The Grand Harbor itself stretched out from within the coastline of the city. As its focus was a 1.48 km diameter circular wharf with a 285 meter thick rim within which ships could dock to release their cargo. At the center of this ring was the imperitus umbilicus, a control center for all of the port's activities. Every captain docking his ship in Carthage had to procure the equivalent of a parking permit before he could enter the city for his business. Stretching 3 km from this ring were the major docks, intended for larger vessels. The walls that enclosed this artificial lake of sorts rose 50 meters above sea level and were 23 meters thick near the base. Whereas 140 ships could dock inside the ring, the major docking area could handle an additional 60 ships of literally any size that would be seen in the day. Even the docks of Alexandria paled in comparison to the Magnus Portus Carthagorum.
Along the outer edge of the major docks were watchtowers bristling with heavy ballistae, missile weapons able to fire 45 kg projectiles, and polyboloi, semi-automatic crossbows able to fire every six seconds. The former were immediately visible to any ships approaching the harbor, intimidating pirates and comforting honest merchants. Of course, the presence of the nearby military docks made these defenses seem superfluous, but they city were a comfort for a city still reeling after being sacked by pirates. With both safeguards, even the largest navy in the world would have trouble penetrating into the Grand Harbor to attack Carthage.
As an extension to the Academia Bellica of Carthage, Scipio added facilities in 439 for a Ludus Nauticus (Nautical School) to serve as the primary naval staff college for the empire. Officers of the navy would be trained here just as officers of the Legion were being trained in the Ludus Bellicus of the War Academy.
Other port towns to benefit from the reign of Scipio were Massiala in Narbonensis and Tyrus in Syria, although the expansions of their ports were more modest than those of Carthage. All of these ports were only a prelude to the vision that Scipio had for the maritime commerce of the Roman community. His greatest project was a focal point for traders sailing in the Mediterranean.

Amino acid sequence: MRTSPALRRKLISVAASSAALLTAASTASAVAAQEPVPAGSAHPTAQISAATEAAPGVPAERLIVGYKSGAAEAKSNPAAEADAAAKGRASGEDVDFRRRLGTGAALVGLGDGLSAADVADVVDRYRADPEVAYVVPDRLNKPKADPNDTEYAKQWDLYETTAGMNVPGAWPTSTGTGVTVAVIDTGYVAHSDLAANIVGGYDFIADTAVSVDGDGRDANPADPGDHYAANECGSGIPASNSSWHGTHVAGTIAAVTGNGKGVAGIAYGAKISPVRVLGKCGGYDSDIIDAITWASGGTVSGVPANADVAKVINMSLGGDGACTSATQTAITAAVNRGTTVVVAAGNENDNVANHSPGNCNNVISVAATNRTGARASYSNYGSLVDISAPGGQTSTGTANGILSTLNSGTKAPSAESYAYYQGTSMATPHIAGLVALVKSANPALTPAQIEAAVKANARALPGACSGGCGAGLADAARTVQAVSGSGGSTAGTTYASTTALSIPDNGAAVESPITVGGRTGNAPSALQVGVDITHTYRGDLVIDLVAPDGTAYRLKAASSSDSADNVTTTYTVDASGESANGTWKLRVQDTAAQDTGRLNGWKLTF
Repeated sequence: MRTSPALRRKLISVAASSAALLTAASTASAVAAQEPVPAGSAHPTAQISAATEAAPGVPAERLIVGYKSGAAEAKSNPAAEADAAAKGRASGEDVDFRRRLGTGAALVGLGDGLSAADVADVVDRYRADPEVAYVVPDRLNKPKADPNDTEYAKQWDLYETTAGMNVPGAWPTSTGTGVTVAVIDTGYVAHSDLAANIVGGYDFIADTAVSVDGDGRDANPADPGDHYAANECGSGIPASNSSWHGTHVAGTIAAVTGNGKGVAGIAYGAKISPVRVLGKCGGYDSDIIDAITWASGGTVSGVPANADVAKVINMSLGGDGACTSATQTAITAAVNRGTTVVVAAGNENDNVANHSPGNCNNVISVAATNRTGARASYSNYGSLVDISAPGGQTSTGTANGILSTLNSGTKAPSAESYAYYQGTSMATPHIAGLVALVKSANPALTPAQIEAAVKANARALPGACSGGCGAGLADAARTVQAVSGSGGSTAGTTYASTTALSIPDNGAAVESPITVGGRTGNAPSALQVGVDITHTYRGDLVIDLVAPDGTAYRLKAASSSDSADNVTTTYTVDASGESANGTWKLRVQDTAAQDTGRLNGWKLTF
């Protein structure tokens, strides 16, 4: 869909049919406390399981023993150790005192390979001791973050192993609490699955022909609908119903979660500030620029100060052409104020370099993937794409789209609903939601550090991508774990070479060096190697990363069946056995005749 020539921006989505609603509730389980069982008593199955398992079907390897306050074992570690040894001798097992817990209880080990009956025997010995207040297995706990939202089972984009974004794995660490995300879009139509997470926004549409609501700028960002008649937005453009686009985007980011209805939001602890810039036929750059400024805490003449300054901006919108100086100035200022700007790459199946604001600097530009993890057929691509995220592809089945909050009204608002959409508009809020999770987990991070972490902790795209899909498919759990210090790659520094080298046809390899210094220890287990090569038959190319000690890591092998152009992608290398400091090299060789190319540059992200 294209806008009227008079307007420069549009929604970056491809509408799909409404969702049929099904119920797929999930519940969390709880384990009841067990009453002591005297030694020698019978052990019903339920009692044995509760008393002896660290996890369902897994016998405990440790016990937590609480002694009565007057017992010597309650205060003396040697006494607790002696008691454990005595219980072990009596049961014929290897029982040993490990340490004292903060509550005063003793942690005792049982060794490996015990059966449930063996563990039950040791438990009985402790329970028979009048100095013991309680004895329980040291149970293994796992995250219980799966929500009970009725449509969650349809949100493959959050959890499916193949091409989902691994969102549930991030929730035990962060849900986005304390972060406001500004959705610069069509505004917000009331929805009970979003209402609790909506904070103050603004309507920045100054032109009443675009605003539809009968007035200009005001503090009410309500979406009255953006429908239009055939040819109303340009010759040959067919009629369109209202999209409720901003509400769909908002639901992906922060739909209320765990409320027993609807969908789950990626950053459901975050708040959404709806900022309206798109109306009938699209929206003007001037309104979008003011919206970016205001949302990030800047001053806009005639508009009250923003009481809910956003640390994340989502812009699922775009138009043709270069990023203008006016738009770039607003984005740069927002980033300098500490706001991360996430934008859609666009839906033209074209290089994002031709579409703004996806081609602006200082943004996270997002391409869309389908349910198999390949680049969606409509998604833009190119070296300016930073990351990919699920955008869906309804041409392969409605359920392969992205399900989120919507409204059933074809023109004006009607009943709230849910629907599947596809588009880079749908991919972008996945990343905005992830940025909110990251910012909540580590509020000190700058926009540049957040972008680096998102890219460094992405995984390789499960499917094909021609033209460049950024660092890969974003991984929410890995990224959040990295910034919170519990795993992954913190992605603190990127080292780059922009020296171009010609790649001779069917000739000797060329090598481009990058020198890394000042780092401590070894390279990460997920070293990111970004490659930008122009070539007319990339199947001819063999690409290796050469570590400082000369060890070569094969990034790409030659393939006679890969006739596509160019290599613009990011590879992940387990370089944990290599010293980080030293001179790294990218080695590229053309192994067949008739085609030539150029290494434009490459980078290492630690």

Strategically located in the Mare Internum (Internal Sea), the archipelago of Melita (Malta) was the site of a civil construction project aiming to create a centralized hub of commerce. To begin, the original ~35,000 inhabitants were relocated, from 435 to 439, to beautiful estates throughout Italia and Hispania. Only moderate resistance was met under this incentive. The majority of these citizens would sell their temporary residences to return to their homeland once the state finished improving the island. This stage of the project alone cost 40 million denarii, as ownership of the estates went to the new residents, but it would later ensure a moderately wealthy core populace of over 30,000 citizens for the new city.
Working with a tabula rasa (blank slate) of 316 km² and with no social restrictions, Scipio demolished virtually all of the existing buildings on the islands, leaving only the ancient temples and hypogeums for posterity. With no permanent freshwater lakes or rivers on Melita, a major bay in the southeast, the Bay of Sirocco (Marsaxlokk), was chosen as a port devoted to importing necessities such as grain, olive oil, and potable water. The vision Scipio had for Melita would render it completely dependent on imports for sustaining its population, as he was building the world's first nisipolis (island city).
Meanwhile, teams of redemptores (contractors) wove a carefully designed network of viae (roads) spreading across the entire surface of the island, primarily branching from Sirocco and the natural harbor on the north side. These roads would be the arteries of the planned city. If Sirocco was its mouth, the sewers its veins, and the roads its arteries, then this natural harbor would be the heart of the city, site of a grand commercial port known as the Portus Neptunianus.
The Neptunian Harbor encompassed roughly 4 km² of sea as its harbor space. The prominences of land that form the natural harbor point toward one central 3 km long prominence, where most of the infrastructure for the seaport would be located. Once finished, this port would be capable of simultaneously accepting thousands of vessels of various sizes. Such numbers are an order of magnitude larger than other contemporary harbors.